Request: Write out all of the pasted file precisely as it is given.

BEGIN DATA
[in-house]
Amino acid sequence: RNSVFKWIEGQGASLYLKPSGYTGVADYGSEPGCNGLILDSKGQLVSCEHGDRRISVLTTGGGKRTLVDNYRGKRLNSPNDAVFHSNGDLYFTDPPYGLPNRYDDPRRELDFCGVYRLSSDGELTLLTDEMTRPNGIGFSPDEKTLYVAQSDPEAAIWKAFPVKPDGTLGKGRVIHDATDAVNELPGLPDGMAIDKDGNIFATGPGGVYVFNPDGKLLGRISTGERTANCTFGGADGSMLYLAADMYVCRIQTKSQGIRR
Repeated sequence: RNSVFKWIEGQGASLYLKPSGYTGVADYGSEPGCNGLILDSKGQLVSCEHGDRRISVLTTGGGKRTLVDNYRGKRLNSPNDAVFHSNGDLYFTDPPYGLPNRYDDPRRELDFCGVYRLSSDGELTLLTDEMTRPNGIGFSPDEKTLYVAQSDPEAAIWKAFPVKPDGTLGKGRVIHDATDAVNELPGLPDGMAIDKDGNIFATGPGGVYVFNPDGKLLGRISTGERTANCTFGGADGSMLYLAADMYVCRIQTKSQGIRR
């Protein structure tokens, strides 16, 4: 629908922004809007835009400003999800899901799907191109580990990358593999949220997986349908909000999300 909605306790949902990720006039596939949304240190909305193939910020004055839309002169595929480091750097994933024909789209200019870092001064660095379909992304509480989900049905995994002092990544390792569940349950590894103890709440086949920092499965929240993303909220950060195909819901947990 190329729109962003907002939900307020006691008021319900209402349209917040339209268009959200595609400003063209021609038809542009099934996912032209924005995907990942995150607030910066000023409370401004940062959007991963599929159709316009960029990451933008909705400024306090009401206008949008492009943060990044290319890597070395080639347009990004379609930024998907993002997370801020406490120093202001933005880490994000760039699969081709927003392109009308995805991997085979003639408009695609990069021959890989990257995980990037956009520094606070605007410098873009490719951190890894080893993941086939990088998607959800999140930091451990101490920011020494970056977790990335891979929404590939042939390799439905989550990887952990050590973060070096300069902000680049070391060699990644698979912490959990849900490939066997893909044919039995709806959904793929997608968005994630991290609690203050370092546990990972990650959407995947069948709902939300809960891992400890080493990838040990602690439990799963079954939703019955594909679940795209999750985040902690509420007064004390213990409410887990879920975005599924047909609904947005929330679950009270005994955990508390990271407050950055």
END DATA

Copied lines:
[in-house]
Amino acid sequence: RNSVFKWIEGQGASLYLKPSGYTGVADYGSEPGCNGLILDSKGQLVSCEHGDRRISVLTTGGGKRTLVDNYRGKRLNSPNDAVFHSNGDLYFTDPPYGLPNRYDDPRRELDFCGVYRLSSDGELTLLTDEMTRPNGIGFSPDEKTLYVAQSDPEAAIWKAFPVKPDGTLGKGRVIHDATDAVNELPGLPDGMAIDKDGNIFATGPGGVYVFNPDGKLLGRISTGERTANCTFGGADGSMLYLAADMYVCRIQTKSQGIRR
Repeated sequence: RNSVFKWIEGQGASLYLKPSGYTGVADYGSEPGCNGLILDSKGQLVSCEHGDRRISVLTTGGGKRTLVDNYRGKRLNSPNDAVFHSNGDLYFTDPPYGLPNRYDDPRRELDFCGVYRLSSDGELTLLTDEMTRPNGIGFSPDEKTLYVAQSDPEAAIWKAFPVKPDGTLGKGRVIHDATDAVNELPGLPDGMAIDKDGNIFATGPGGVYVFNPDGKLLGRISTGERTANCTFGGADGSMLYLAADMYVCRIQTKSQGIRR
């Protein structure tokens, strides 16, 4: 629908922004809007835009400003999800899901799907191109580990990358593999949220997986349908909000999300 909605306790949902990720006039596939949304240190909305193939910020004055839309002169595929480091750097994933024909789209200019870092001064660095379909992304509480989900049905995994002092990544390792569940349950590894103890709440086949920092499965929240993303909220950060195909819901947990 190329729109962003907002939900307020006691008021319900209402349209917040339209268009959200595609400003063209021609038809542009099934996912032209924005995907990942995150607030910066000023409370401004940062959007991963599929159709316009960029990451933008909705400024306090009401206008949008492009943060990044290319890597070395080639347009990004379609930024998907993002997370801020406490120093202001933005880490994000760039699969081709927003392109009308995805991997085979003639408009695609990069021959890989990257995980990037956009520094606070605007410098873009490719951190890894080893993941086939990088998607959800999140930091451990101490920011020494970056977790990335891979929404590939042939390799439905989550990887952990050590973060070096300069902000680049070391060699990644698979912490959990849900490939066997893909044919039995709806959904793929997608968005994630991290609690203050370092546990990972990650959407995947069948709902939300809960891992400890080493990838040990602690439990799963079954939703019955594909679940795209999750985040902690509420007064004390213990409410887990879920975005599924047909609904947005929330679950009270005994955990508390990271407050950055």